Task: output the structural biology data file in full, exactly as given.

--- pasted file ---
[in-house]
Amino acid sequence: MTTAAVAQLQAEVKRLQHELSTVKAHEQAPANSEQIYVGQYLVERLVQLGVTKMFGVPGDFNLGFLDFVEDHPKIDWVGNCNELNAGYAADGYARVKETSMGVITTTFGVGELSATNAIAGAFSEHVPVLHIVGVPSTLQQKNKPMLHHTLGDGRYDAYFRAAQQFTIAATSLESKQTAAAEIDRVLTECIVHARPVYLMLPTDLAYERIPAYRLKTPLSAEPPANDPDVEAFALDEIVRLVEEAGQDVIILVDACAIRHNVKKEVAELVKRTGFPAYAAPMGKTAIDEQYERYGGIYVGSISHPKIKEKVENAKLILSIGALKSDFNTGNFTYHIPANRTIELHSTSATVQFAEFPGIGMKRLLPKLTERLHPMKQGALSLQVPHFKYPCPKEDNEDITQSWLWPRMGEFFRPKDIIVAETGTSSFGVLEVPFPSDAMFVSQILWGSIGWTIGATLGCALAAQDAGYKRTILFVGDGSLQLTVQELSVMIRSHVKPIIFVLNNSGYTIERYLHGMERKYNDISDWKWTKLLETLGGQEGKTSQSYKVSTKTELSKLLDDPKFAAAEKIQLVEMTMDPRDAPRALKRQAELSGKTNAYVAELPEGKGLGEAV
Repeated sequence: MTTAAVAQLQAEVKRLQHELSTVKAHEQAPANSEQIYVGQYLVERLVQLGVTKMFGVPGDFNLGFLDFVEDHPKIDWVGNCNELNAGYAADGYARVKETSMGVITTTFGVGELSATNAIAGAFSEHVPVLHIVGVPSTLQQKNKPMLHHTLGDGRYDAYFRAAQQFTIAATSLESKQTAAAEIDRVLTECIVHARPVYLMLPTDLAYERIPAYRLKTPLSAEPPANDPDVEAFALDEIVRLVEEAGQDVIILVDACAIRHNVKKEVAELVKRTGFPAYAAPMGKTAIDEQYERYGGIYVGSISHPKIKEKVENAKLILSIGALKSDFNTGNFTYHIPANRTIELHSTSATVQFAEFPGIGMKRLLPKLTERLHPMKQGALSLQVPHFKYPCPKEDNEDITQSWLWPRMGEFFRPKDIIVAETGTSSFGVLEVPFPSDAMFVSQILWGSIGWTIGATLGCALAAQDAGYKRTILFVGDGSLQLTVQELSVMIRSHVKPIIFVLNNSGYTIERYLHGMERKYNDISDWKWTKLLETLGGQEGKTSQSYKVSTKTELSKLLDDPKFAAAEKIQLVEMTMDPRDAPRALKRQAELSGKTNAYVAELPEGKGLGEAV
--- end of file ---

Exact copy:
[in-house]
Amino acid sequence: MTTAAVAQLQAEVKRLQHELSTVKAHEQAPANSEQIYVGQYLVERLVQLGVTKMFGVPGDFNLGFLDFVEDHPKIDWVGNCNELNAGYAADGYARVKETSMGVITTTFGVGELSATNAIAGAFSEHVPVLHIVGVPSTLQQKNKPMLHHTLGDGRYDAYFRAAQQFTIAATSLESKQTAAAEIDRVLTECIVHARPVYLMLPTDLAYERIPAYRLKTPLSAEPPANDPDVEAFALDEIVRLVEEAGQDVIILVDACAIRHNVKKEVAELVKRTGFPAYAAPMGKTAIDEQYERYGGIYVGSISHPKIKEKVENAKLILSIGALKSDFNTGNFTYHIPANRTIELHSTSATVQFAEFPGIGMKRLLPKLTERLHPMKQGALSLQVPHFKYPCPKEDNEDITQSWLWPRMGEFFRPKDIIVAETGTSSFGVLEVPFPSDAMFVSQILWGSIGWTIGATLGCALAAQDAGYKRTILFVGDGSLQLTVQELSVMIRSHVKPIIFVLNNSGYTIERYLHGMERKYNDISDWKWTKLLETLGGQEGKTSQSYKVSTKTELSKLLDDPKFAAAEKIQLVEMTMDPRDAPRALKRQAELSGKTNAYVAELPEGKGLGEAV
Repeated sequence: MTTAAVAQLQAEVKRLQHELSTVKAHEQAPANSEQIYVGQYLVERLVQLGVTKMFGVPGDFNLGFLDFVEDHPKIDWVGNCNELNAGYAADGYARVKETSMGVITTTFGVGELSATNAIAGAFSEHVPVLHIVGVPSTLQQKNKPMLHHTLGDGRYDAYFRAAQQFTIAATSLESKQTAAAEIDRVLTECIVHARPVYLMLPTDLAYERIPAYRLKTPLSAEPPANDPDVEAFALDEIVRLVEEAGQDVIILVDACAIRHNVKKEVAELVKRTGFPAYAAPMGKTAIDEQYERYGGIYVGSISHPKIKEKVENAKLILSIGALKSDFNTGNFTYHIPANRTIELHSTSATVQFAEFPGIGMKRLLPKLTERLHPMKQGALSLQVPHFKYPCPKEDNEDITQSWLWPRMGEFFRPKDIIVAETGTSSFGVLEVPFPSDAMFVSQILWGSIGWTIGATLGCALAAQDAGYKRTILFVGDGSLQLTVQELSVMIRSHVKPIIFVLNNSGYTIERYLHGMERKYNDISDWKWTKLLETLGGQEGKTSQSYKVSTKTELSKLLDDPKFAAAEKIQLVEMTMDPRDAPRALKRQAELSGKTNAYVAELPEGKGLGEAV